Lindsay Abrams interviews James Wallman at at Salon on one of Miss Conduct's favorite themes--"experientialism," or why spending money and time on experiences is better than spending it on stuff (assuming, of course, you have all the basic stuff you need):
Some people like to go skiing. Some people like to go for a walk. Some people like to rock climb. Some people like to ramble in the hills. There's a very interesting piece of research that I came across recently that says really gung-ho, seat of your pants, exciting experiences really work well for young people whereas for older people, what they should look to do is the simple experiences. Going for a walk with a friend, having dinner with a friend, whatever it might be. I think you're trying to make a statement about who you are. And what's interesting, I think today, is that instead of making a statement about who we are in terms of our material goods, we're much more focused on making a statement on who we are through experiences instead. So if you think of the rise of Tough Mudder, there's a great example.
Long-time readers know I'm a huge advocate of giving experiential gifts rather than material possessions:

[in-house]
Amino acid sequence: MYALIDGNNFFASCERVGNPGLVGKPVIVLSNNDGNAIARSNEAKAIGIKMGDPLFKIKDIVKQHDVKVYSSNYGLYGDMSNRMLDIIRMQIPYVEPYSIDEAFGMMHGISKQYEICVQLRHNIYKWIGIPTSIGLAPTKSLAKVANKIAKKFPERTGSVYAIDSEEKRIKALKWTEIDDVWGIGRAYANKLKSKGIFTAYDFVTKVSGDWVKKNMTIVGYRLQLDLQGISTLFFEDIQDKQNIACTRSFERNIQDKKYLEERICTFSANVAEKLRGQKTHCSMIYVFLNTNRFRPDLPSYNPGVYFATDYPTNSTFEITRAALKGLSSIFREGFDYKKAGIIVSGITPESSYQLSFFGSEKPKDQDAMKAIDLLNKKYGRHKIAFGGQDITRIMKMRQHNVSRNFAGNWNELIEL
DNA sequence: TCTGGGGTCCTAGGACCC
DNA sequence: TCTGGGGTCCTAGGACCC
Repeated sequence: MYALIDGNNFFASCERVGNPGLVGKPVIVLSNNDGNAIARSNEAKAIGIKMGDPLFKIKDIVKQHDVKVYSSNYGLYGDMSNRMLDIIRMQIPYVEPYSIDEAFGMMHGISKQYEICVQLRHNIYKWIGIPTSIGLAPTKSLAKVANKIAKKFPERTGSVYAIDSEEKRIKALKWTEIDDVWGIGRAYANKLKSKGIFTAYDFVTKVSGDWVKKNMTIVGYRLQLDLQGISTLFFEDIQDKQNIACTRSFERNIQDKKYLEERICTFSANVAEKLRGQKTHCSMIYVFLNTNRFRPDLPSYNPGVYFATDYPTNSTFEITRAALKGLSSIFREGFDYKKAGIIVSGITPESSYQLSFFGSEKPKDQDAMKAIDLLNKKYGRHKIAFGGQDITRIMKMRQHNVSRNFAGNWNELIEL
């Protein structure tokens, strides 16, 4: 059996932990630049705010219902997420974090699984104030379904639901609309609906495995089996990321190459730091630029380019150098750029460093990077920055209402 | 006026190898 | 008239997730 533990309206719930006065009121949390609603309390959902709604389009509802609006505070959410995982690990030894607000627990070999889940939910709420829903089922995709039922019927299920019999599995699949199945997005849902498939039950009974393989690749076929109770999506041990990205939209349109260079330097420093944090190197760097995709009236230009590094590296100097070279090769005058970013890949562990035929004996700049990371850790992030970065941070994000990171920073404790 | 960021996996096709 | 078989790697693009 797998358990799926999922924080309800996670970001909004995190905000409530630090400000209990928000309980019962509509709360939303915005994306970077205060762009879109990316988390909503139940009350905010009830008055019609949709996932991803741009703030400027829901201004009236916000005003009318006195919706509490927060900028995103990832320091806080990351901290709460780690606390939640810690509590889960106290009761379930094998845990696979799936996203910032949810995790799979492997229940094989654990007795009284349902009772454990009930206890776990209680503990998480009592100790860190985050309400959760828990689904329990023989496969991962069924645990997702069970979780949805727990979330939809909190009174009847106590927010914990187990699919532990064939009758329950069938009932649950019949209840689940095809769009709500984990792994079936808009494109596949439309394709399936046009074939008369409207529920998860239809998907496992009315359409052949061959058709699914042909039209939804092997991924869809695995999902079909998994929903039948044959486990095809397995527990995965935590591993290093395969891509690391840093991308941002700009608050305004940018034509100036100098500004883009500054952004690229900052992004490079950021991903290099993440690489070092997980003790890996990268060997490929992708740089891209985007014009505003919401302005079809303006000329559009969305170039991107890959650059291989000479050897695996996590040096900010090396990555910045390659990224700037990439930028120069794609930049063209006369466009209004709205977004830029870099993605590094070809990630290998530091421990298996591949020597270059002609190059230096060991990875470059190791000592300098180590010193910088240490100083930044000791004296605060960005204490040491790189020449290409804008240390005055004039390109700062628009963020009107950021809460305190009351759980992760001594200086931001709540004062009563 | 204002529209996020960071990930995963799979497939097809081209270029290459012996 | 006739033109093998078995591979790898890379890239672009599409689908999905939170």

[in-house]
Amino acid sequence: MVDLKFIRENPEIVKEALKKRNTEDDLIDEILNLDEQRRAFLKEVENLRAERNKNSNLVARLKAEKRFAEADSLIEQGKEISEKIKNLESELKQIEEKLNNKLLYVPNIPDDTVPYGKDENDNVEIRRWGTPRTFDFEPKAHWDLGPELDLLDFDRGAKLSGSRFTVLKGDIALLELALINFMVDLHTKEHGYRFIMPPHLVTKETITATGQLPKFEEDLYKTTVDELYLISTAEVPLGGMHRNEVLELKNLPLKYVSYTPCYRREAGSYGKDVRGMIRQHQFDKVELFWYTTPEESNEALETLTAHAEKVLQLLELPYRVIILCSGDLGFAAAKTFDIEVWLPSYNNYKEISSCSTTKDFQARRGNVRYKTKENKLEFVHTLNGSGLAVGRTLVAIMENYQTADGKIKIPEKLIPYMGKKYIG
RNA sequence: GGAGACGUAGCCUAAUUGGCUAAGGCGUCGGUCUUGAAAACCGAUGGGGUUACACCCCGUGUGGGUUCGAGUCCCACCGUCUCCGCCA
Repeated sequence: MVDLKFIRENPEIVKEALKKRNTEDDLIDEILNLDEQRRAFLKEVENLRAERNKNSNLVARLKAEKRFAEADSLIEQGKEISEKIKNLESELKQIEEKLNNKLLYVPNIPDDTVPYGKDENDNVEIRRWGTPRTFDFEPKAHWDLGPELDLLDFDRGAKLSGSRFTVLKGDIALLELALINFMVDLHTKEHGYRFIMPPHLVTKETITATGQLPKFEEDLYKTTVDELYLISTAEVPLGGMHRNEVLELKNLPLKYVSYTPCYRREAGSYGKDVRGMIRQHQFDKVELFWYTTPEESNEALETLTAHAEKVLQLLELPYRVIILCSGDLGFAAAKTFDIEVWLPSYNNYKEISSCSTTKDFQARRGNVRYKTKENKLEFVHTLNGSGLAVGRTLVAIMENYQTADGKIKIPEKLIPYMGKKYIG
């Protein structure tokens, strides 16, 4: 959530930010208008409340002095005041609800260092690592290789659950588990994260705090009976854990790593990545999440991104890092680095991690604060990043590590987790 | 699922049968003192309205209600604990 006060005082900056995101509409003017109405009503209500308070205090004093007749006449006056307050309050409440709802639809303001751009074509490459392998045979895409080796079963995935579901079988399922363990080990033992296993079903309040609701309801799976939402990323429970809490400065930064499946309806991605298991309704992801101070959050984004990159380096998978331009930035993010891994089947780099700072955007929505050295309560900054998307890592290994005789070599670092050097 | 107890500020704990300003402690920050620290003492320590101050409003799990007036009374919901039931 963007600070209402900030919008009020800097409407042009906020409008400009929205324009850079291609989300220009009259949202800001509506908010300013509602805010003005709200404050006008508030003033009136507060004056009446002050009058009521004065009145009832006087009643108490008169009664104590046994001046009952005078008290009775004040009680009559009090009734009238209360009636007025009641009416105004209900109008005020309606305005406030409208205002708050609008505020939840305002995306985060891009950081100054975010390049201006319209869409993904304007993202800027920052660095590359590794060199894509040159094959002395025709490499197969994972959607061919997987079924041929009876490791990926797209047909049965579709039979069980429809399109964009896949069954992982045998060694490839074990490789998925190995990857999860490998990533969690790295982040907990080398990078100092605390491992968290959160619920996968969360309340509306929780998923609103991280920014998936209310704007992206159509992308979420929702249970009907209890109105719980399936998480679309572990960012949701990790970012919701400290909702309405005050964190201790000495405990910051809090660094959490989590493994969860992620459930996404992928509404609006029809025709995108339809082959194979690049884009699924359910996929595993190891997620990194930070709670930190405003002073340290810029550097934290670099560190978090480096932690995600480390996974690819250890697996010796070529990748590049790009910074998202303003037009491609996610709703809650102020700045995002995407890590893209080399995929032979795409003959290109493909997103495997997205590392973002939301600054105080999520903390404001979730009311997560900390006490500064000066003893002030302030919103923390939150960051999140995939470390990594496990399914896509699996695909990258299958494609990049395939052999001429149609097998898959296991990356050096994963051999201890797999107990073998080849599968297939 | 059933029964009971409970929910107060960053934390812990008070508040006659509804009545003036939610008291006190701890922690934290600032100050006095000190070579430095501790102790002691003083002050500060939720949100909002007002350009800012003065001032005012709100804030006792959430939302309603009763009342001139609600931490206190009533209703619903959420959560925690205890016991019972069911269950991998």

Give experiences. The best present is a cherished memory. Tickets to a concert, play, or sporting event make wonderful gifts. A friend gave her wife trapeze lessons for her birthday--something she won't forget any time soon. If you usually exchange gifts with friends, suggest spending the money together on a fancy dinner or a paintball excursion.
(No, you can't give everyone trapeze lessons, and the article quoted offers a few more tips for giving gifts in a world where we all have too much stuff and not enough money.)
Wallman, who is a British "trend forecaster," summarizes quite a bit of research from different disciplines--it's a juicy little interview. He cites five reasons that experiences are better than material possessions, this being my favorite:
If you think about the things that you have versus the things that you've done, the things you have contribute far less to your identity. Wedding gifts are a great example, as compared to actually having had a wedding. Or if you just had to choose between giving back $1,000 worth of clothes and things that you have, versus giving back $1,000 worth of a weekend away with friends, most people would give back the stuff. Have you seen the movie "Eternal Sunshine of the Spotless Mind"? Experiences really matter -- things that happen to us, that we have done, really contribute to our identity.
If you've climbed the hill, if you've done the Tough Mudder course, if you've learned to surf, if you've learned how to make bread or cupcakes, or you've run the New York Marathon, or you've gone ice skating in Central Park -- that contributes to who you are. Whereas having a material good doesn't contribute in the same way nearly as much.
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